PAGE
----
At AGBT, NGS data analysis in the spotlight


QIAGEN Digital Insights

At AGBT, NGS data analysis in the spotlight

At the AGBT 2018 meeting in Orlando, the QIAGEN team soaked up the latest NGS advances.

AGBT is a marathon of cutting-edge scientific talks and posters, networking events, and legendary parties. One of our favorite talks came from John Martignetti, who spoke about efforts to develop a liquid biopsy for endometrial cancer to spare women the invasive, painful surgical procedure used today. (If you missed it, check out our profile of Martignetti’s work using IPA to detect a promising new biomarker for ovarian cancer patients.) At AGBT, he shared results of a prospective study of 107 patients. For all cases diagnosed through traditional means as having cancer, the liquid biopsy using uterine lavage fluid also detected driver mutations associated with cancer. It wasn’t all clear cut, though. One patient who had no signs of cancer according to traditional tests was found to have cancer-associated driver mutations from the liquid biopsy. Martignetti’s talk got attendees considering the medical challenges associated with cases like this, where there are no established standards of care yet.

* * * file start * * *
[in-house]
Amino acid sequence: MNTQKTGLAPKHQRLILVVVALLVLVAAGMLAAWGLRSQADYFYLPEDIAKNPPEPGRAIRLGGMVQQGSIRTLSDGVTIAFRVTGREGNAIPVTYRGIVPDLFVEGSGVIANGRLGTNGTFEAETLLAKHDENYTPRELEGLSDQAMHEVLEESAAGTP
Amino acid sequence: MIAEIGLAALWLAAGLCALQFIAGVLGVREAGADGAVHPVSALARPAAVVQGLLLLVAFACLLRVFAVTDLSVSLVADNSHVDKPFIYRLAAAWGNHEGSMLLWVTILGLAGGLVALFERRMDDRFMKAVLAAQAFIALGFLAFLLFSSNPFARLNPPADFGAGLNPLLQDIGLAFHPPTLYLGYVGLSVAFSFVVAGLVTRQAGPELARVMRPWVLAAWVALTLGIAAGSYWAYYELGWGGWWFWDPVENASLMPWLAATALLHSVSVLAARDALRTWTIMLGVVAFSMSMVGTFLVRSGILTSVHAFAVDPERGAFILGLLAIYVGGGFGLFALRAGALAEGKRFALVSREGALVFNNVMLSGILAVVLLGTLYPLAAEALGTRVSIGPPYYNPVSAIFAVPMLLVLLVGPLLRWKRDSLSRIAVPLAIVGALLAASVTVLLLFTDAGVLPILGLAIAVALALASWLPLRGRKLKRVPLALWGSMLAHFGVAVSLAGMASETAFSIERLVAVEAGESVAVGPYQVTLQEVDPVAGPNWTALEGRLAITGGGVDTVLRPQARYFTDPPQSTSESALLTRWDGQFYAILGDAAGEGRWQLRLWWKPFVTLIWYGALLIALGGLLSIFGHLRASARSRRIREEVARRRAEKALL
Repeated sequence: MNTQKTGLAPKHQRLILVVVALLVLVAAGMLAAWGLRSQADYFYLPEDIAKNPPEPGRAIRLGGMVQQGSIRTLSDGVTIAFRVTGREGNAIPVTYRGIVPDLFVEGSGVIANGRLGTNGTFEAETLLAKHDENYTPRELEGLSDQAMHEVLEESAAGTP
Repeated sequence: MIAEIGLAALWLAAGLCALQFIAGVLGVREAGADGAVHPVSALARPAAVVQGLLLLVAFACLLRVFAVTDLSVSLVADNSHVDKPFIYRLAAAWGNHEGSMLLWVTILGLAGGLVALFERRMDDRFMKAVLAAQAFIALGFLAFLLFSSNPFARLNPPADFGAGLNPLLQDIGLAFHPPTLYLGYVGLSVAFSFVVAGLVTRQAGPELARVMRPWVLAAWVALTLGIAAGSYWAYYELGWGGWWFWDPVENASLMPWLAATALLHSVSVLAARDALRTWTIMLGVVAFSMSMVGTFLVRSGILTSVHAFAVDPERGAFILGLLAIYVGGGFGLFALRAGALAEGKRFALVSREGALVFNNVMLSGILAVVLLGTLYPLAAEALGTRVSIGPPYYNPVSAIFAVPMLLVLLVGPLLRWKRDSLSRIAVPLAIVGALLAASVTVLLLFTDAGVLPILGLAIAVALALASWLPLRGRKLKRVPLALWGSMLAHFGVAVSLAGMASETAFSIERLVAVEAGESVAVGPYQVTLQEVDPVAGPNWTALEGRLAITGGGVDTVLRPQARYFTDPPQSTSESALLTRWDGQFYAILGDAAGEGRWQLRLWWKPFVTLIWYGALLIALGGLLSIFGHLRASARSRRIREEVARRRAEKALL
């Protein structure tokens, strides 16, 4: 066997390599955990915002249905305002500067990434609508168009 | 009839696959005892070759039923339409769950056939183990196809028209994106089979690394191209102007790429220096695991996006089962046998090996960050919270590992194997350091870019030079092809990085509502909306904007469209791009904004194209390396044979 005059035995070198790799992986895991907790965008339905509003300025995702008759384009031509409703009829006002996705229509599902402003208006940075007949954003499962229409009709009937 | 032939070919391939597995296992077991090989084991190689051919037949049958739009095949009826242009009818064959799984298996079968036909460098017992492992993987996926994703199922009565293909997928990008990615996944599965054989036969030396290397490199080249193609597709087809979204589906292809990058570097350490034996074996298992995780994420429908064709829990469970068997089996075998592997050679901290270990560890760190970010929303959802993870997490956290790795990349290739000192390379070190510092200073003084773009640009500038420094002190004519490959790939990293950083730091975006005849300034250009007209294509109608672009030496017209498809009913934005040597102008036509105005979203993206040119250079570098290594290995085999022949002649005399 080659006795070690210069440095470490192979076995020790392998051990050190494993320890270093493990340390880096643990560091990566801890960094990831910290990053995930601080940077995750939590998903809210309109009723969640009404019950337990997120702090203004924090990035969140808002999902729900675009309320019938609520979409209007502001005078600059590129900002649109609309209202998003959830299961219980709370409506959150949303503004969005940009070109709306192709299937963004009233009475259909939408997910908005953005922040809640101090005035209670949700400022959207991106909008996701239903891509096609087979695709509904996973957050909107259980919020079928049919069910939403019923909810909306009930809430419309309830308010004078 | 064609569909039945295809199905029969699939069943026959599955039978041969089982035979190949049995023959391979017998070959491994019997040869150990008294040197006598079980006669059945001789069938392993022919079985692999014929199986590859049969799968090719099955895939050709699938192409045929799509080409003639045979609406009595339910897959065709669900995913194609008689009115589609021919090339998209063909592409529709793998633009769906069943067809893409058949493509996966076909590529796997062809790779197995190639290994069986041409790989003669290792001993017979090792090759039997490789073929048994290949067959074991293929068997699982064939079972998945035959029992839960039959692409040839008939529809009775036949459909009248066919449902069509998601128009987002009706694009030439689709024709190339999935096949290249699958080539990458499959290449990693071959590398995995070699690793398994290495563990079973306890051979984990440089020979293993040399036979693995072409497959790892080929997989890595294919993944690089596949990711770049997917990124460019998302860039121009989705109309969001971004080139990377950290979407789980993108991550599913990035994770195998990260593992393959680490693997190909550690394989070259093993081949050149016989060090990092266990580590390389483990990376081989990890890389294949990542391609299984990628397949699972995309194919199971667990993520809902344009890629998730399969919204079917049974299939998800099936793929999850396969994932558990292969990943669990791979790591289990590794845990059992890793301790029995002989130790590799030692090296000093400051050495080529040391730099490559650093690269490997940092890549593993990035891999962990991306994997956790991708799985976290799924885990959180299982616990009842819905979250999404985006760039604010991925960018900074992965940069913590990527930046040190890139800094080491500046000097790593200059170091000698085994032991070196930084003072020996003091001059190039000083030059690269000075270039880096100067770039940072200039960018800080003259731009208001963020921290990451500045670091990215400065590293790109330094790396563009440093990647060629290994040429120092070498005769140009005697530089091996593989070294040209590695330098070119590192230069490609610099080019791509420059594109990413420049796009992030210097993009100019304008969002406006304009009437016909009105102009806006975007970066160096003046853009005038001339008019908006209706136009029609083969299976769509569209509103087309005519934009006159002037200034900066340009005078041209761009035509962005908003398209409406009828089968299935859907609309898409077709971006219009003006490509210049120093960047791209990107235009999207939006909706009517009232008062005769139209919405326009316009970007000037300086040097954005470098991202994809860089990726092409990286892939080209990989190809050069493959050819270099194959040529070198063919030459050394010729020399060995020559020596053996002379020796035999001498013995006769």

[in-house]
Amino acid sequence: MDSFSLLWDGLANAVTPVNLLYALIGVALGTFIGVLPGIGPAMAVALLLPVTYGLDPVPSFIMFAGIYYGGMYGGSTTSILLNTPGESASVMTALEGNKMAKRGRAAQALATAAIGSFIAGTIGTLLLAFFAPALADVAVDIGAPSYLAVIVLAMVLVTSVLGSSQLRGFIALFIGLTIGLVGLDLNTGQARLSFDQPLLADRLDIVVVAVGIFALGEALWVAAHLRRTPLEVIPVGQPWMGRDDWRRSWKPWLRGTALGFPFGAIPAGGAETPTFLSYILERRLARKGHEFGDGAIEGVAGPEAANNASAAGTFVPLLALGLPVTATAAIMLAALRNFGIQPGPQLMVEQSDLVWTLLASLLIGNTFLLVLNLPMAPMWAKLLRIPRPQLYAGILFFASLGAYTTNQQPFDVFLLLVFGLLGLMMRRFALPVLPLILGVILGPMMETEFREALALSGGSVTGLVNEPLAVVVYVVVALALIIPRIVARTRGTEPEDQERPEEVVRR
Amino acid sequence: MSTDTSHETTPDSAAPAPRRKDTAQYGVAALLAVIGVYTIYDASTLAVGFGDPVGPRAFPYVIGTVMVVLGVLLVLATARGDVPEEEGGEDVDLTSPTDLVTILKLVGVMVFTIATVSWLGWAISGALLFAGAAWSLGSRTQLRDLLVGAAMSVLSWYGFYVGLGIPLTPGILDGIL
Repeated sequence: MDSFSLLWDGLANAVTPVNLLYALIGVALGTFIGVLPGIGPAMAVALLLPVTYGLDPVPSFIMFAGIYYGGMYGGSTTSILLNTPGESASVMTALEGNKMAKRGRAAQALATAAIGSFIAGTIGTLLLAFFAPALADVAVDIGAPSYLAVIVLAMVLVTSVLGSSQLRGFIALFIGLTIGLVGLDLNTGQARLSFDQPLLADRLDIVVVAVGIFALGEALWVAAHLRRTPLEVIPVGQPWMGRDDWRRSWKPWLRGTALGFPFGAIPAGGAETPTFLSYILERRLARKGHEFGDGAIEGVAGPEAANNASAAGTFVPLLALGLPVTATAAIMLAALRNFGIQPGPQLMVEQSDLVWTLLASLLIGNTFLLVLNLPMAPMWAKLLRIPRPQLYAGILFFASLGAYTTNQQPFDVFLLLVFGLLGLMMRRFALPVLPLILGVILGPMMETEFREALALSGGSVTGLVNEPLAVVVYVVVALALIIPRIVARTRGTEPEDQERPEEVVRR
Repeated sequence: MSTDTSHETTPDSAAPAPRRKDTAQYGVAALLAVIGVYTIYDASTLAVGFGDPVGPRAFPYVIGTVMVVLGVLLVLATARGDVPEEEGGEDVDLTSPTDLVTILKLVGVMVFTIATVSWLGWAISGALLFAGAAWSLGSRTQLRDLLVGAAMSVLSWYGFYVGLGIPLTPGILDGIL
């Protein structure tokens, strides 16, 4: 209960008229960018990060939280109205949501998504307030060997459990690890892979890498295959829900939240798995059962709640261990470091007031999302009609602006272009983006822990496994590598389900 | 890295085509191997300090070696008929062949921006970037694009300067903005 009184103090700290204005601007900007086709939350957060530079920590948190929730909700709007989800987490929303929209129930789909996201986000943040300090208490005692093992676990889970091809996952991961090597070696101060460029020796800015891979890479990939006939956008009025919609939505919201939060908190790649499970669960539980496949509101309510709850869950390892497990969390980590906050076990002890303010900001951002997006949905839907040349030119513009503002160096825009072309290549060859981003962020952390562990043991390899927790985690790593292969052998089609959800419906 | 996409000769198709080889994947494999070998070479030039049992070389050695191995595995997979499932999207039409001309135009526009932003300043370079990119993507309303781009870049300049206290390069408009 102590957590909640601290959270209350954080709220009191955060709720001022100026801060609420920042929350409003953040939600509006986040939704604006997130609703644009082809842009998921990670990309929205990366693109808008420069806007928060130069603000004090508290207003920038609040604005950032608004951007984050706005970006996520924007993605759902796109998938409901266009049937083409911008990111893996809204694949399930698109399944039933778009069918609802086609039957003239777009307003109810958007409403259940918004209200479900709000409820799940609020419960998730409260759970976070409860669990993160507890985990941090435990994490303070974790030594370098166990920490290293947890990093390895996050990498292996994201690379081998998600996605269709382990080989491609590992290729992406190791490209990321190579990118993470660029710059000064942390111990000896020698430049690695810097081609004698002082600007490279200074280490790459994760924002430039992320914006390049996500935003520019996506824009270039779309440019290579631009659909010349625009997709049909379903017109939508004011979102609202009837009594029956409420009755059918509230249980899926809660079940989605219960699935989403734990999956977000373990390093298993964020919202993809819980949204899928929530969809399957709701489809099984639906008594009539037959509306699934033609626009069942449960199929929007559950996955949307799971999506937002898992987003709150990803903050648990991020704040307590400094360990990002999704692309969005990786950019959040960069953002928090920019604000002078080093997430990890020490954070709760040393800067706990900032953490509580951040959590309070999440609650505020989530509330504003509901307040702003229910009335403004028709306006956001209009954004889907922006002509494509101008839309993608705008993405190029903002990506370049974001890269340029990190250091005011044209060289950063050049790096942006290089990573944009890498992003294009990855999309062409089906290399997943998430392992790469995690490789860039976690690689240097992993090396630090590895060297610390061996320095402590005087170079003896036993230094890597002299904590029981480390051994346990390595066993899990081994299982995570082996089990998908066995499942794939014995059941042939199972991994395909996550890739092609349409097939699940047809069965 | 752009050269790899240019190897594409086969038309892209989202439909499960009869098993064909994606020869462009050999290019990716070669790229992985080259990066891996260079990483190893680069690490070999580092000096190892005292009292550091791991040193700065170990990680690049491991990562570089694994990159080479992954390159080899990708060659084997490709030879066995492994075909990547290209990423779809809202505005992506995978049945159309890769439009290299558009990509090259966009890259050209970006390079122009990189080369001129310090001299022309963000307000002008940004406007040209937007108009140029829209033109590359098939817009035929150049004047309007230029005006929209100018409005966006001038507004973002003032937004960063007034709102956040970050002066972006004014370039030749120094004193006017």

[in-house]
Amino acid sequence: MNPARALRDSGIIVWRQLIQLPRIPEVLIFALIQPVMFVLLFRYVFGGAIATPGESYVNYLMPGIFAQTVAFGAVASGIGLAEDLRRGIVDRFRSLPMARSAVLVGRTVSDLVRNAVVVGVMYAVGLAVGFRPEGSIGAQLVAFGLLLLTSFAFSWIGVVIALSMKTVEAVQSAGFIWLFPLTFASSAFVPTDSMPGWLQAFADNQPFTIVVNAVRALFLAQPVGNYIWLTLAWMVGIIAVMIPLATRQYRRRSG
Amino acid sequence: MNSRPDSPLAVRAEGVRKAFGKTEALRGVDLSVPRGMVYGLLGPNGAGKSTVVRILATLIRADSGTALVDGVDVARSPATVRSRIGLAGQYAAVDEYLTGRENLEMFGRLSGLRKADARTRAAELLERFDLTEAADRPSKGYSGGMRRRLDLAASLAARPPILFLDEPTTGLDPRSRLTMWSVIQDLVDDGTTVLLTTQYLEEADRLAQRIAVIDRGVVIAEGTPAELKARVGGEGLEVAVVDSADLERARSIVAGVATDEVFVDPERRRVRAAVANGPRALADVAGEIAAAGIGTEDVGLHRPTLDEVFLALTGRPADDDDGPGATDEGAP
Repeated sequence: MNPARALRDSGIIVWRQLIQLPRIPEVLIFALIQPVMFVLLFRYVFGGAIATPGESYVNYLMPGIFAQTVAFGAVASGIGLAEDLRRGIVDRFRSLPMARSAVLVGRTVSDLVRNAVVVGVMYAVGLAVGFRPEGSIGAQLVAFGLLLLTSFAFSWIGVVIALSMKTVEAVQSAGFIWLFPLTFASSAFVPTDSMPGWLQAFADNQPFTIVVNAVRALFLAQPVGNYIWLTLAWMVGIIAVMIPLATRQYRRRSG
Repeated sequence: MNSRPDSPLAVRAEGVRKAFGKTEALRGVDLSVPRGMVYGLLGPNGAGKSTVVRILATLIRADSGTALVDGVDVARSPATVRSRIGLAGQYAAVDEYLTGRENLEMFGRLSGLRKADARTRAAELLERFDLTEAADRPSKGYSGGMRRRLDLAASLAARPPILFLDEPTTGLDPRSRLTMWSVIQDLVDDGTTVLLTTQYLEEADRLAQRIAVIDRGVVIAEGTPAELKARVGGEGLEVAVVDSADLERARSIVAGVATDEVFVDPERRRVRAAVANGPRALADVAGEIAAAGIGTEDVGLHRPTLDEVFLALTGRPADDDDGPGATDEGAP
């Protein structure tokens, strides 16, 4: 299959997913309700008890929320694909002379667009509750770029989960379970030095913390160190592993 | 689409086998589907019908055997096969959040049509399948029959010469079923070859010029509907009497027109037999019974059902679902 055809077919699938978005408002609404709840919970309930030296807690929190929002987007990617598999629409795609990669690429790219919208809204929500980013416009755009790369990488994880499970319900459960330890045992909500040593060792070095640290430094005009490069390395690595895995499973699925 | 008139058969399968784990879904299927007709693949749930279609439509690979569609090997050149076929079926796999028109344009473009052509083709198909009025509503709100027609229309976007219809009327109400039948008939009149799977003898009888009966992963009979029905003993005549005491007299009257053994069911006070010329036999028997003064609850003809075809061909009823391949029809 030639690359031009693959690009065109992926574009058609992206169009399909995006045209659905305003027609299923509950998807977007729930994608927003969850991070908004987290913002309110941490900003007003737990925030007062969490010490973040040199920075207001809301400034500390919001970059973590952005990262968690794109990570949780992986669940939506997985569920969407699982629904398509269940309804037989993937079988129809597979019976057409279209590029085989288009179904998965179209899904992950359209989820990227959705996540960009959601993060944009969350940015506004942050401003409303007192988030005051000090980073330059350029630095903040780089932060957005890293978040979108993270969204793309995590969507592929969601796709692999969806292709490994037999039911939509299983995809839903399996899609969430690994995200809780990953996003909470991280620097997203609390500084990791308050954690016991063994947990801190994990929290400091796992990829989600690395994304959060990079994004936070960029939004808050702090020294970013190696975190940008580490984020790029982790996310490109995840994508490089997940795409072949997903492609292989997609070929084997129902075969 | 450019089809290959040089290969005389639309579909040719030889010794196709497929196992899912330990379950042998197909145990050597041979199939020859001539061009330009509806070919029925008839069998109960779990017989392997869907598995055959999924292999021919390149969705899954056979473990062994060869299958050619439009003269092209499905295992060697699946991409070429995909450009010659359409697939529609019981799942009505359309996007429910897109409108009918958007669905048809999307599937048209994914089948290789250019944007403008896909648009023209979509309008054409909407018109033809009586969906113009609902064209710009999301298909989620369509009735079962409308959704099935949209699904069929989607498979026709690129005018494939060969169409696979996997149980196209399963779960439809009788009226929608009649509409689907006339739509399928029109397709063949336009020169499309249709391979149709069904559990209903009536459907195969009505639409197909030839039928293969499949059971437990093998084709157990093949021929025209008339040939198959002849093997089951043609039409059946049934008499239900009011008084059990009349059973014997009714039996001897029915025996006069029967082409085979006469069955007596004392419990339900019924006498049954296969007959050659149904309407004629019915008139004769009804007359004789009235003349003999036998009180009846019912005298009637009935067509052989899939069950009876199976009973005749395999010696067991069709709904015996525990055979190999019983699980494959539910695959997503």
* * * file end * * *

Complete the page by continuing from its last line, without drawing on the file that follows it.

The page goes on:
There were many other excellent talks, but of course we’re partial to the ones that included new data analysis tools. Christina Curtis from Stanford presented an algorithm trained to differentiate between tumors evolving neutrally or under selective pressures, which could have implications for understanding metastasis and other traits of cancer progression. Michael Schatz from Johns Hopkins University presented the CrossStitch pipeline for rapid, reference-guided assembly of human genomes based on many different types of sequencing data. And Ami Bhatt from Stanford introduced Athena, a custom assembler for de novo metagenomics.

We’d like to thank the many attendees who spent time with us at the conference. It was a pleasure to hear about your research and let you know how QIAGEN’s bioinformatics tools might help. And we thoroughly enjoyed seeing so many people sporting their “Explore the RNA Universe” T shirts for the outer-space-themed closing party!